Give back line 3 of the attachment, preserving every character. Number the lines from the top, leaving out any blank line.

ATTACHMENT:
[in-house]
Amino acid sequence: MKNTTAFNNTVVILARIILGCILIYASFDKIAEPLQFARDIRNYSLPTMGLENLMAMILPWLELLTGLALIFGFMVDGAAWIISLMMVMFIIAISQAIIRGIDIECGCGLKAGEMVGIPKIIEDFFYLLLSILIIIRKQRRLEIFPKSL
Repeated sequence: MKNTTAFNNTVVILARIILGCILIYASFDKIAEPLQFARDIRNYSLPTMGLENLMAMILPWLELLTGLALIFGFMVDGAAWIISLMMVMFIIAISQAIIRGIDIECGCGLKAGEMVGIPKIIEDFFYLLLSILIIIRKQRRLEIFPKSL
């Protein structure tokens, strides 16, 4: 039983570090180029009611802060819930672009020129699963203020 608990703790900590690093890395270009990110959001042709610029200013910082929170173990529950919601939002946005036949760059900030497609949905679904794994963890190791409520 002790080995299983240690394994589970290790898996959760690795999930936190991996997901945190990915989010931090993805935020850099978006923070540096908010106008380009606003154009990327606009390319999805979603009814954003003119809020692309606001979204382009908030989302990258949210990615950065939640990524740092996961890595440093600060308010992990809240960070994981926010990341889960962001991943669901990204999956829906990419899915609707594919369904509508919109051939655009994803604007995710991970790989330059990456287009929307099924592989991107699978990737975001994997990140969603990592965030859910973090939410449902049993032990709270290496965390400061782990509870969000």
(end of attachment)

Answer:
Repeated sequence: MKNTTAFNNTVVILARIILGCILIYASFDKIAEPLQFARDIRNYSLPTMGLENLMAMILPWLELLTGLALIFGFMVDGAAWIISLMMVMFIIAISQAIIRGIDIECGCGLKAGEMVGIPKIIEDFFYLLLSILIIIRKQRRLEIFPKSL